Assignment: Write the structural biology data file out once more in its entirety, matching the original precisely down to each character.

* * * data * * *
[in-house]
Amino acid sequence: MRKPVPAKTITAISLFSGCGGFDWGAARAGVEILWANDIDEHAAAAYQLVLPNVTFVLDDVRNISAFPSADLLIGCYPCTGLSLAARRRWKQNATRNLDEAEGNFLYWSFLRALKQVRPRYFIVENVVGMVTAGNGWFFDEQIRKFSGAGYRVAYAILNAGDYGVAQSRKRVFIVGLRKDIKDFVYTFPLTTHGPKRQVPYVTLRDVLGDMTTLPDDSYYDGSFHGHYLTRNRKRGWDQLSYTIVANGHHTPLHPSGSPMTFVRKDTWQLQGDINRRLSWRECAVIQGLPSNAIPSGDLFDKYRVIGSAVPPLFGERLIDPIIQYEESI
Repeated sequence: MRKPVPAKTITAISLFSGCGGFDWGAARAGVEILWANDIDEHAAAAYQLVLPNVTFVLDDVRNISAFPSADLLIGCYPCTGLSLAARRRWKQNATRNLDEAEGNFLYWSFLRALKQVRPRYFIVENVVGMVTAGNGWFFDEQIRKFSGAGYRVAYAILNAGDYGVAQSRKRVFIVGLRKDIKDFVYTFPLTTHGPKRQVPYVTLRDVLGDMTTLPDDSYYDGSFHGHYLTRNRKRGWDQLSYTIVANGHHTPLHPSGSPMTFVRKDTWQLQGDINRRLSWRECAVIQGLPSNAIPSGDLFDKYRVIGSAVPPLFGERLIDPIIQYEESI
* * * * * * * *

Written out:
[in-house]
Amino acid sequence: MRKPVPAKTITAISLFSGCGGFDWGAARAGVEILWANDIDEHAAAAYQLVLPNVTFVLDDVRNISAFPSADLLIGCYPCTGLSLAARRRWKQNATRNLDEAEGNFLYWSFLRALKQVRPRYFIVENVVGMVTAGNGWFFDEQIRKFSGAGYRVAYAILNAGDYGVAQSRKRVFIVGLRKDIKDFVYTFPLTTHGPKRQVPYVTLRDVLGDMTTLPDDSYYDGSFHGHYLTRNRKRGWDQLSYTIVANGHHTPLHPSGSPMTFVRKDTWQLQGDINRRLSWRECAVIQGLPSNAIPSGDLFDKYRVIGSAVPPLFGERLIDPIIQYEESI
Repeated sequence: MRKPVPAKTITAISLFSGCGGFDWGAARAGVEILWANDIDEHAAAAYQLVLPNVTFVLDDVRNISAFPSADLLIGCYPCTGLSLAARRRWKQNATRNLDEAEGNFLYWSFLRALKQVRPRYFIVENVVGMVTAGNGWFFDEQIRKFSGAGYRVAYAILNAGDYGVAQSRKRVFIVGLRKDIKDFVYTFPLTTHGPKRQVPYVTLRDVLGDMTTLPDDSYYDGSFHGHYLTRNRKRGWDQLSYTIVANGHHTPLHPSGSPMTFVRKDTWQLQGDINRRLSWRECAVIQGLPSNAIPSGDLFDKYRVIGSAVPPLFGERLIDPIIQYEESI